Twenty years after Australian missionary Graham Stuart Staines (58) and his sons Philip (10) and Timothy (6) were burnt to death in Odisha by a mob accusing Staines of conversions, a hospital built in his memory has suspended its operations after a face-off with the state government.
Built in 2004 in memory of Staines’ work among lepers, Graham Staines Memorial Hospital (GSMH) at Baripada in Odisha’s Mayurbhanj district is not functioning since 2016 after a stand-off with authorities over licences and payments.
According to GSMH administrator Issack Robert Rao, the hospital has been unfairly slapped with fines. “In 2009, the hospital paid registration fee up to August 2019. Owing to lax book-keeping, Odisha Directorate of Medical Education and Training (DMET) concluded that fee was not paid on time and slapped fines in 2015.”
Amounting to under Rs 80,000, the fines are not hefty. However, GSMH says it will not pay “unfair” charges.
The hospital is also being asked to produce a Fire Safety Certificate, which its management says it does not require as per rules. After a fire killed 20 people in a private hospital in Bhubaneswar, the state government demanded that private hospitals apply for certificate from the Fire Prevention Wing in the office of Directorate General, Fire Service, Home Guards and Civil Defence.
As per DMET’s website, a hospital or clinical establishment needs such certification if its building is taller than 9 m, has three or more floors, 30 or more beds, or one or more critical or intensive care units. “We are a two-storey building, less than 9 m in height, with 16 beds. We do not have ICUs. Yet we are being asked to produce a certificate,” said Rao.
Contacted by The Indian Express, the DMET office referred the matter to Mayurbhanj Collector, who said he was not aware of GSMH’s situation, but would “look into it”.
GSMH is also struggling with a funds crunch. When established, the hospital received donations from Australia, largely from friends of Staines family and people interested in leprosy elimination. GMSH management said most of these people are now too old or sick to send money. “Our average income is Rs 90,000 per month from subsidised treatment of general (non-leprosy) patients at the outpatients’ clinic. But, expenses are running up to Rs 1.40 lakh,” Rao stated.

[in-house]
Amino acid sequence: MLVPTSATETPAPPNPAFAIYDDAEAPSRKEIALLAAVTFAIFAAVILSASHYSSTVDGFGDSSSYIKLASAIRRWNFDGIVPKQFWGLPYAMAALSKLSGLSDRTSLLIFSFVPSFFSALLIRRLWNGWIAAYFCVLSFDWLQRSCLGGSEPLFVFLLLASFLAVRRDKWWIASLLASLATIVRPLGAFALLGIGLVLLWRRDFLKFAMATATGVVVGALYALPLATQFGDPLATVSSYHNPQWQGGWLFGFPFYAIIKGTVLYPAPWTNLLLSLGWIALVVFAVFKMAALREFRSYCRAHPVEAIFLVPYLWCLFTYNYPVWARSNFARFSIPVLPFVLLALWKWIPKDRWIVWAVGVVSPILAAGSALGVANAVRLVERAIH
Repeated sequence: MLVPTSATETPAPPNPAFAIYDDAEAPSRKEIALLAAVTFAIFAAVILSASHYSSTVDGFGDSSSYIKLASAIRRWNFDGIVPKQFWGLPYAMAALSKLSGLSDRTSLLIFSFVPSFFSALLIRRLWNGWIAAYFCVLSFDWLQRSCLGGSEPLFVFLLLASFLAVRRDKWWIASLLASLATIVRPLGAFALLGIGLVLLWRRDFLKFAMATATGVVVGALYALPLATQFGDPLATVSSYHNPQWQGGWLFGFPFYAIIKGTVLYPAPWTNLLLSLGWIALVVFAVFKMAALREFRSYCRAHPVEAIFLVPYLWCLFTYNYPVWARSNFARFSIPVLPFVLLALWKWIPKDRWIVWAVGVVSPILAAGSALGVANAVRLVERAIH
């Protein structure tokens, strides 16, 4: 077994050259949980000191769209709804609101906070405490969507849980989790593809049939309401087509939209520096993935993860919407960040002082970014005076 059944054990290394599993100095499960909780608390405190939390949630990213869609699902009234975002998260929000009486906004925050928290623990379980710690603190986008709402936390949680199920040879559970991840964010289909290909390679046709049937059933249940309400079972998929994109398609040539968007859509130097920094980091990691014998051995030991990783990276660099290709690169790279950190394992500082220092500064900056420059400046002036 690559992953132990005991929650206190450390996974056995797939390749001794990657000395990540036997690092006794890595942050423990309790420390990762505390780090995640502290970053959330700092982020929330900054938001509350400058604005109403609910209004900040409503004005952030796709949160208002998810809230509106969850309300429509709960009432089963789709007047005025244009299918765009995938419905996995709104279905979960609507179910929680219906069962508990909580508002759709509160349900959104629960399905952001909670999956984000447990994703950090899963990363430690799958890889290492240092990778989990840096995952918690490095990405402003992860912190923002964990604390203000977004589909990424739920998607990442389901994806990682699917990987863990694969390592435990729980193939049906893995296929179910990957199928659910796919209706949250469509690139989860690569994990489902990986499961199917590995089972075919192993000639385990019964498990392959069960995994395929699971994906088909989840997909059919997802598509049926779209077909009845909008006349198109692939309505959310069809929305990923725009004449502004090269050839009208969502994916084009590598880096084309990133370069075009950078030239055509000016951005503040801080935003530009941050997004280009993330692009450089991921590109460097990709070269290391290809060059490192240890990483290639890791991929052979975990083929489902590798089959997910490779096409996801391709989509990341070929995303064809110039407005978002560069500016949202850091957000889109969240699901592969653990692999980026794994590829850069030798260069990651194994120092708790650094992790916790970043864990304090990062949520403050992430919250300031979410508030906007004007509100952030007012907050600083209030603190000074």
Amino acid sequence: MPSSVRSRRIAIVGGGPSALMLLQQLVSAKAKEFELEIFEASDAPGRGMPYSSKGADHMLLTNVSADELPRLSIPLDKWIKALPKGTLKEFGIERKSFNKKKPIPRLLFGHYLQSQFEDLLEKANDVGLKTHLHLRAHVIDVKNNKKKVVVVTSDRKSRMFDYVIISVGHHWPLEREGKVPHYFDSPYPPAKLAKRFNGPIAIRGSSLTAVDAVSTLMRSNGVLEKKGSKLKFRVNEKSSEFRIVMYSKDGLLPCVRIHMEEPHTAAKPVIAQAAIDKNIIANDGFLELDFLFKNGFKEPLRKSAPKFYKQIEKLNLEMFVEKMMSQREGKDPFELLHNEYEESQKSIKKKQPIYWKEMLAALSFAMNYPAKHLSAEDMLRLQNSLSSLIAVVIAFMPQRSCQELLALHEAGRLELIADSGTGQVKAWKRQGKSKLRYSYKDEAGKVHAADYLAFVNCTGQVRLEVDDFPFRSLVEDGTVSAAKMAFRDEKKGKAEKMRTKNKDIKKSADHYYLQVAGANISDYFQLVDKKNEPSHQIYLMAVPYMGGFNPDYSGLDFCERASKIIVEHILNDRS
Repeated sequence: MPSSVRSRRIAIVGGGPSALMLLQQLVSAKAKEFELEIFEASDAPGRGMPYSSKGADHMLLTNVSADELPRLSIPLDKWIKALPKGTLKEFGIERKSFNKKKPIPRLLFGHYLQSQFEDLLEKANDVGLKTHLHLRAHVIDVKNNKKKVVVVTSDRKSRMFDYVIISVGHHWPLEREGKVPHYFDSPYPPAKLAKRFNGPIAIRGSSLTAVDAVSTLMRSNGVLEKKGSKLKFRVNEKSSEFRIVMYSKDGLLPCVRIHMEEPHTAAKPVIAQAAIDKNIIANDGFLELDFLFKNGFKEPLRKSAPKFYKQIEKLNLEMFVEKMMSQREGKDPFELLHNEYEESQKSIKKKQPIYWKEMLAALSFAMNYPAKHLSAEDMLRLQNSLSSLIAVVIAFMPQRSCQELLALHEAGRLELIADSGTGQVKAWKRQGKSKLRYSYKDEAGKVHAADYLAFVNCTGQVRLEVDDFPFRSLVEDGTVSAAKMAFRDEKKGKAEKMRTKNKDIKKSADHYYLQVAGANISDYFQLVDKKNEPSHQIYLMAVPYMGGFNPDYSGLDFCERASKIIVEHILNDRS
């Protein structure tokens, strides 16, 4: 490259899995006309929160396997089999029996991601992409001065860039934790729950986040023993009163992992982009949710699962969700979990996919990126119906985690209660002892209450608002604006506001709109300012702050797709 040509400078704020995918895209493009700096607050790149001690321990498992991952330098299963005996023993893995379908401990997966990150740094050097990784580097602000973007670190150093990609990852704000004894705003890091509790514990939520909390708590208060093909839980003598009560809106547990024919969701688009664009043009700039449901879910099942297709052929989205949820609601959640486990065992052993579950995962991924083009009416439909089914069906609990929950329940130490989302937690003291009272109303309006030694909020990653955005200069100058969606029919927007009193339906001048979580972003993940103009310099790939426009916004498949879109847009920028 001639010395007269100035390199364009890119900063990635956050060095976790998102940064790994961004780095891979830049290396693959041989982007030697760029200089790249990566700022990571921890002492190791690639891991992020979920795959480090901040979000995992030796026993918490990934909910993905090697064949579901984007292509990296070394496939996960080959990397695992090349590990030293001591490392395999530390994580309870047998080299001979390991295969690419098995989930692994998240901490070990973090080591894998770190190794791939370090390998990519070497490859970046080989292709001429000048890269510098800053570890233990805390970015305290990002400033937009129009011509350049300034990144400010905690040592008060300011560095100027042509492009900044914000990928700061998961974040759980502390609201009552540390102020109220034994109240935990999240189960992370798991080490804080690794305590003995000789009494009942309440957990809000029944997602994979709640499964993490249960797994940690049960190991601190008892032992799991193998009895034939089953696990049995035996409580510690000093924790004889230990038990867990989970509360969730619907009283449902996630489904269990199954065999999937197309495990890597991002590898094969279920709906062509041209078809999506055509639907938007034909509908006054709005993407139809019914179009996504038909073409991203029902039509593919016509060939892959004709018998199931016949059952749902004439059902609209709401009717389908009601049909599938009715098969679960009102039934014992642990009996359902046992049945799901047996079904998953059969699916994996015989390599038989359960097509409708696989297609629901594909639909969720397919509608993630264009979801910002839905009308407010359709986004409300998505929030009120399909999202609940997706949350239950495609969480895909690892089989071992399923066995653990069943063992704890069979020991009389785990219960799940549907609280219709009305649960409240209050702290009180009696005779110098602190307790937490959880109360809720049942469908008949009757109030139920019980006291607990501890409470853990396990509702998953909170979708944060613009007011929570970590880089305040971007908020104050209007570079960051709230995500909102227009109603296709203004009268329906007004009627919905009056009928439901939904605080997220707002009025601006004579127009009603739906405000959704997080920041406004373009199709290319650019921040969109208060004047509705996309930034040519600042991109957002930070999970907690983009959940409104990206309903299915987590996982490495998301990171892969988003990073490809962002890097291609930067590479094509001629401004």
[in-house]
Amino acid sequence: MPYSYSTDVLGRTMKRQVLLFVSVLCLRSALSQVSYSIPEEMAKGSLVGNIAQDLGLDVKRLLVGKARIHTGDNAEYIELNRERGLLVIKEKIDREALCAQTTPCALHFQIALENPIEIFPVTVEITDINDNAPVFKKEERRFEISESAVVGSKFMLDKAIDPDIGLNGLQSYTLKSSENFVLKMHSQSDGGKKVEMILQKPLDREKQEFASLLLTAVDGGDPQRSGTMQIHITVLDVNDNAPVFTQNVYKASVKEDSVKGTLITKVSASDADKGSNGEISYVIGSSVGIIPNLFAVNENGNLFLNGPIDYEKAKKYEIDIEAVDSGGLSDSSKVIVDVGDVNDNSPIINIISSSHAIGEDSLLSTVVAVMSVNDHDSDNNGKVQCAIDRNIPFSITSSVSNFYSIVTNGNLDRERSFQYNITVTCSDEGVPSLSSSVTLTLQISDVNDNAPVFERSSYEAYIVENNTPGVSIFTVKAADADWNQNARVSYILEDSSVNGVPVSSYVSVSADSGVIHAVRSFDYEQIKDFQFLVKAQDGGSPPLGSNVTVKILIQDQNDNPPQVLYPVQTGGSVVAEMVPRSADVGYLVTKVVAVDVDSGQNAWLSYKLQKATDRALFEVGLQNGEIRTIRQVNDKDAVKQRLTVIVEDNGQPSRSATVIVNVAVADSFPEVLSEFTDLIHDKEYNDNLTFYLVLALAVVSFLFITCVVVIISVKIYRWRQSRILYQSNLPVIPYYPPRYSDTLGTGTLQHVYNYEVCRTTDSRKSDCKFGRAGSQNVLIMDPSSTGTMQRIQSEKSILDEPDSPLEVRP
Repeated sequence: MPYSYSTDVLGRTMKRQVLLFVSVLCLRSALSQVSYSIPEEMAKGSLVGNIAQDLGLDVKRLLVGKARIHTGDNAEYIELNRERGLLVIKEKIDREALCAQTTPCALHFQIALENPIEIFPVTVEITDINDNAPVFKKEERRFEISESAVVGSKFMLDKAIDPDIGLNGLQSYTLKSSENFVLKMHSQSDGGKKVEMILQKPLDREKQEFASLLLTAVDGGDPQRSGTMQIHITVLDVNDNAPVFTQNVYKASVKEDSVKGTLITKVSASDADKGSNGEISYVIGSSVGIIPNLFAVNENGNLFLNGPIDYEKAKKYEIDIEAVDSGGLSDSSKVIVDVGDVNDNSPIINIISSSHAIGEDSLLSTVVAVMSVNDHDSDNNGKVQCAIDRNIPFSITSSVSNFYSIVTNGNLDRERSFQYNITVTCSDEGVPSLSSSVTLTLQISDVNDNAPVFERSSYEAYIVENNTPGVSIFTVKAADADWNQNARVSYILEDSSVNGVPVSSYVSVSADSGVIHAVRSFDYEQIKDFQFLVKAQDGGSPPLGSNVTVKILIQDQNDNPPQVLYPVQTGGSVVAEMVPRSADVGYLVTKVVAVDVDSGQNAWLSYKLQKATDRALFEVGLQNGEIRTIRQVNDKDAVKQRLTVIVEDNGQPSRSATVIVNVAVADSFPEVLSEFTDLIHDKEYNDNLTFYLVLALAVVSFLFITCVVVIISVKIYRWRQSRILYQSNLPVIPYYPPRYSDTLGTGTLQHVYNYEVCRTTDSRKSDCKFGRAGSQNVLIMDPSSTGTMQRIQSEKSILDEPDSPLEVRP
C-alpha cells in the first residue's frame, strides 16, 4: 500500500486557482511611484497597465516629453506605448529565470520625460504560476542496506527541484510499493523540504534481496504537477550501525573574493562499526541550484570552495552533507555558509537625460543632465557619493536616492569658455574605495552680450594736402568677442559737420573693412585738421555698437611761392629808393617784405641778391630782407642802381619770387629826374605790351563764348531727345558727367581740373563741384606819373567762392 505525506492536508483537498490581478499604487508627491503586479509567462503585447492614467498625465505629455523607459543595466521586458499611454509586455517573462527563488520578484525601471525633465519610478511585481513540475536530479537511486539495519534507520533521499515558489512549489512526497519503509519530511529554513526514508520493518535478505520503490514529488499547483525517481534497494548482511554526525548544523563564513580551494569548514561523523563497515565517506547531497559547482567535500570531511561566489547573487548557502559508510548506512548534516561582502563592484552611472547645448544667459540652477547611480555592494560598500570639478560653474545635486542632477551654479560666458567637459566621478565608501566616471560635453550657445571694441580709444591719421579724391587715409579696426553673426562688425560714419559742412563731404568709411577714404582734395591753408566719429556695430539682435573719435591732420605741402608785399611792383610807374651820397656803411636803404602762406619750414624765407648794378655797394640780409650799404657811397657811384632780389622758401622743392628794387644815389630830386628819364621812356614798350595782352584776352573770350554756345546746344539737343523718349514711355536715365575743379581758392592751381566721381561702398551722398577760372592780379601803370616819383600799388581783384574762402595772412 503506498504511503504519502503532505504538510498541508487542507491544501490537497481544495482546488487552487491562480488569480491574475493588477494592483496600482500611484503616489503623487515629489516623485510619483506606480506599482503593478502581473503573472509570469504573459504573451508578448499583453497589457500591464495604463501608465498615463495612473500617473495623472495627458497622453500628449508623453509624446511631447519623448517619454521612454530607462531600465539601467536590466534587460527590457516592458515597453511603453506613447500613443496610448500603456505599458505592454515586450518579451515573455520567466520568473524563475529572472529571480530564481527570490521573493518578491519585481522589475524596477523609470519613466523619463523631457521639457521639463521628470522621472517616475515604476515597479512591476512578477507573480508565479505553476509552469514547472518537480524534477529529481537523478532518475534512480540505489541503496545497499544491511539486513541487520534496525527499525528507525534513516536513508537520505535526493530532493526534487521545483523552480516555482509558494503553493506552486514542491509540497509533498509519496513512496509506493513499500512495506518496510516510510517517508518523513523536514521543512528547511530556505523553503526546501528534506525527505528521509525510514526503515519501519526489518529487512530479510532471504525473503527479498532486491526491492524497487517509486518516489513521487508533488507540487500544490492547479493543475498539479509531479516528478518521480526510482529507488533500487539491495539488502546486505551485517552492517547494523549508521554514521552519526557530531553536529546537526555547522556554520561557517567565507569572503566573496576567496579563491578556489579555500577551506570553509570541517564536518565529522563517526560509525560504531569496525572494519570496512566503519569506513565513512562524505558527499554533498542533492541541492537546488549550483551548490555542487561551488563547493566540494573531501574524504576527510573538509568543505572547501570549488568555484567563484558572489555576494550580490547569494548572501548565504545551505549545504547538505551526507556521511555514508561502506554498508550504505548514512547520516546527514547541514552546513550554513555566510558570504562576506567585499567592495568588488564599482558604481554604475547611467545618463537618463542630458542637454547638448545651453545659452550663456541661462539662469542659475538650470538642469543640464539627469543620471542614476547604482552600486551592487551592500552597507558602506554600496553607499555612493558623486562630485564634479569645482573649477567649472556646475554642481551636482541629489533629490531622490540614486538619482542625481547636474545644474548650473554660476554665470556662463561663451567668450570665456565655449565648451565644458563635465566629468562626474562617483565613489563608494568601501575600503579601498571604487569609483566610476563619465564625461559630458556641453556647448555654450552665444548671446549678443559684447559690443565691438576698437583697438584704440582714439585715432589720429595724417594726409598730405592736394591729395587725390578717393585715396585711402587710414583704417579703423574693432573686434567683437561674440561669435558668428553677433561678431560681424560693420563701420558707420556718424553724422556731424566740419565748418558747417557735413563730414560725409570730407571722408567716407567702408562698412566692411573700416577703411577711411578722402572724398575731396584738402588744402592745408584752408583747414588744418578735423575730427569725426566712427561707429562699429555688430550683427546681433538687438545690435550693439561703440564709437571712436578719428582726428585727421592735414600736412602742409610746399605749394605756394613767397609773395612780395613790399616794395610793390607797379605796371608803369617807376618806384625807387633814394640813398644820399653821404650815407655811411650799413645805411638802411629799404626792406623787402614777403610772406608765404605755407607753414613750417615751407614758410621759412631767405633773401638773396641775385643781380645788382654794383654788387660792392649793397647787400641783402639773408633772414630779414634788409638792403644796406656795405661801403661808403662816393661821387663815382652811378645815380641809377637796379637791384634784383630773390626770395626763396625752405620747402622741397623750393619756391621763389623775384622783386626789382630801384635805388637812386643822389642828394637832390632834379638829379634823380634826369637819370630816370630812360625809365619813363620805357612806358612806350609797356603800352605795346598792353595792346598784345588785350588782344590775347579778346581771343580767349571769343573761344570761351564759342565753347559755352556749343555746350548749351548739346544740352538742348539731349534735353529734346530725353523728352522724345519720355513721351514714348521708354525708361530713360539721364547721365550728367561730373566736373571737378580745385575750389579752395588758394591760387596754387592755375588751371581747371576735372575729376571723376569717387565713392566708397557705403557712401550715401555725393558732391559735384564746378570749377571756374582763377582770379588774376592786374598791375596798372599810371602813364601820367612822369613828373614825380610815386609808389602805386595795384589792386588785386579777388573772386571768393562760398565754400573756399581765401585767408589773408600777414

Lack of funds is taking a toll on GSMH’s larger ecosystem designed to combat social prejudices against leprosy.
“Sometimes even after getting cured, patients are not allowed back into their communities,” said Surendra Majhi, a retired paramedic from GSMH. “Even now, leprosy is a convenient ruse to usurp property. These people are accommodated at the rehabilitation centre in (nearby) Rajabasa.”
Inmates at the centre recall the Staines. “After we were cured, Graham used to let us carry his young sons in public,” said Sarada Tudu, 65.
“Graham started a dairy project through which we sold milk to the locals. As people started buying milk from the ‘leprosy place’, prejudice started dropping,” recalled Solomon Soren, the secretary of Mayurbhanj Leprosy Home. “Milk made us a little money, but sparked astounding change.”
GMSH outpatient clinic’s resident consultant Dr P S Upadhyaya said leprosy is rearing its head again in Odisha. “New cases are being detected. Patients often do not complete the course of treatment after sores subside. Naturally, the disease comes back.”
The 2016-17 annual report of National Leprosy Eradication Programme (NLEP) said the prevalence rate of leprosy in India was 0.66 per 10,000 people. However, rates at the national level can disguise pockets at district or block level where leprosy has not been tackled. According to Dr S N Pati, consultant with NLEP, Odisha’s prevalence rate in December was up to 1.6 per 10,000 people. “We are detecting 9,000-10,000 new cases every year,” he said.
Staines’s wife Gladys now works as a nurse in a hospital in North Queensland, Australia. She and her daughter Esther survived because they were not present at the site when the rest of the family was burnt to death.
In a written statement to The Indian Express, Gladys said, “Leprosy is not a thing of the past, but it still affects people and causes deformity if left untreated.”
On her family, she said, “I do miss my children Philip and Timothy, I miss seeing them grow up, and who they might have been. I miss my husband Graham whom I dearly loved.”